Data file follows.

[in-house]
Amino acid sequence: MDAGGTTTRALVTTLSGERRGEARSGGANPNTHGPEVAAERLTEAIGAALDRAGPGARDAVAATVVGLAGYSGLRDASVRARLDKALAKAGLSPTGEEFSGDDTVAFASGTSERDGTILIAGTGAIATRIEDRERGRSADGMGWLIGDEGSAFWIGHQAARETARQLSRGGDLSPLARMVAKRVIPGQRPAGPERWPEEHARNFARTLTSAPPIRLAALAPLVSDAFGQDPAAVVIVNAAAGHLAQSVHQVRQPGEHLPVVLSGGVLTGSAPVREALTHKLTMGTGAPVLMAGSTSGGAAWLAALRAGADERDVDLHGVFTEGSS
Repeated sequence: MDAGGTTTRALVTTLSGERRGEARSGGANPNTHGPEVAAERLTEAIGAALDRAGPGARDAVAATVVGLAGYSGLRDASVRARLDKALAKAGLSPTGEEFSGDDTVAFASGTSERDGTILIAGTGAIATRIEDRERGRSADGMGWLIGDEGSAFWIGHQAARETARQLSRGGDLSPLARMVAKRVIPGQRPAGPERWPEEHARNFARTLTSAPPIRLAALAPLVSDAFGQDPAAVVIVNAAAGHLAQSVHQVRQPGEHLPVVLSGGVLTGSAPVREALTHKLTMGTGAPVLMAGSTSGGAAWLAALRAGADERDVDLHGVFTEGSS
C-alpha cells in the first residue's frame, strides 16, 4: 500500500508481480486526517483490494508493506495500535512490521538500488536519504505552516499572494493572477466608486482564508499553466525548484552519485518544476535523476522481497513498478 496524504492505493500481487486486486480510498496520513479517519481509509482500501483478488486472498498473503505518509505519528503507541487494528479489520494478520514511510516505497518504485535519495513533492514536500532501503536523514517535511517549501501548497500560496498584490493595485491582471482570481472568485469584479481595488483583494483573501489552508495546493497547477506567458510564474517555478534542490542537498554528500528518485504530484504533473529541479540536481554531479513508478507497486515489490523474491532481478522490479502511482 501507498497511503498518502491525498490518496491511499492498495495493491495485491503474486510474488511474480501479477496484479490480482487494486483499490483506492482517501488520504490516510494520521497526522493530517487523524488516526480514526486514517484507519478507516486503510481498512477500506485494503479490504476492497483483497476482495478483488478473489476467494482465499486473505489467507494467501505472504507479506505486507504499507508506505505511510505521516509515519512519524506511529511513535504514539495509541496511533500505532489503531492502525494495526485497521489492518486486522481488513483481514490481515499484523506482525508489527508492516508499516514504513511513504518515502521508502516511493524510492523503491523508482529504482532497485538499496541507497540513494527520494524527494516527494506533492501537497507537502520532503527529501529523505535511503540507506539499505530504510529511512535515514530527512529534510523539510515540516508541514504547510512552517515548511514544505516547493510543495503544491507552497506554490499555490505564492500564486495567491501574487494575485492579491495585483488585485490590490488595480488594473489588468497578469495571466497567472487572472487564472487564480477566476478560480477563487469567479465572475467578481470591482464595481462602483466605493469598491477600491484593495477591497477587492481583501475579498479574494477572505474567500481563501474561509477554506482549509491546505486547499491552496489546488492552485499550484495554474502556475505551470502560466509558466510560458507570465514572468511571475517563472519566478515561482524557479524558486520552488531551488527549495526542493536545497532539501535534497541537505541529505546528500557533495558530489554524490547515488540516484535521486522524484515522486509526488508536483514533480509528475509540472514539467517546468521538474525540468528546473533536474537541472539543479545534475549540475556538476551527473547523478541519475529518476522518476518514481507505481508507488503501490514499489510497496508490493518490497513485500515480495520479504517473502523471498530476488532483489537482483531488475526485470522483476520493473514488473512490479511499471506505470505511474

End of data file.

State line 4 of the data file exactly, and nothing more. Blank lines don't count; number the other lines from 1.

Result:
C-alpha cells in the first residue's frame, strides 16, 4: 500500500508481480486526517483490494508493506495500535512490521538500488536519504505552516499572494493572477466608486482564508499553466525548484552519485518544476535523476522481497513498478 496524504492505493500481487486486486480510498496520513479517519481509509482500501483478488486472498498473503505518509505519528503507541487494528479489520494478520514511510516505497518504485535519495513533492514536500532501503536523514517535511517549501501548497500560496498584490493595485491582471482570481472568485469584479481595488483583494483573501489552508495546493497547477506567458510564474517555478534542490542537498554528500528518485504530484504533473529541479540536481554531479513508478507497486515489490523474491532481478522490479502511482 501507498497511503498518502491525498490518496491511499492498495495493491495485491503474486510474488511474480501479477496484479490480482487494486483499490483506492482517501488520504490516510494520521497526522493530517487523524488516526480514526486514517484507519478507516486503510481498512477500506485494503479490504476492497483483497476482495478483488478473489476467494482465499486473505489467507494467501505472504507479506505486507504499507508506505505511510505521516509515519512519524506511529511513535504514539495509541496511533500505532489503531492502525494495526485497521489492518486486522481488513483481514490481515499484523506482525508489527508492516508499516514504513511513504518515502521508502516511493524510492523503491523508482529504482532497485538499496541507497540513494527520494524527494516527494506533492501537497507537502520532503527529501529523505535511503540507506539499505530504510529511512535515514530527512529534510523539510515540516508541514504547510512552517515548511514544505516547493510543495503544491507552497506554490499555490505564492500564486495567491501574487494575485492579491495585483488585485490590490488595480488594473489588468497578469495571466497567472487572472487564472487564480477566476478560480477563487469567479465572475467578481470591482464595481462602483466605493469598491477600491484593495477591497477587492481583501475579498479574494477572505474567500481563501474561509477554506482549509491546505486547499491552496489546488492552485499550484495554474502556475505551470502560466509558466510560458507570465514572468511571475517563472519566478515561482524557479524558486520552488531551488527549495526542493536545497532539501535534497541537505541529505546528500557533495558530489554524490547515488540516484535521486522524484515522486509526488508536483514533480509528475509540472514539467517546468521538474525540468528546473533536474537541472539543479545534475549540475556538476551527473547523478541519475529518476522518476518514481507505481508507488503501490514499489510497496508490493518490497513485500515480495520479504517473502523471498530476488532483489537482483531488475526485470522483476520493473514488473512490479511499471506505470505511474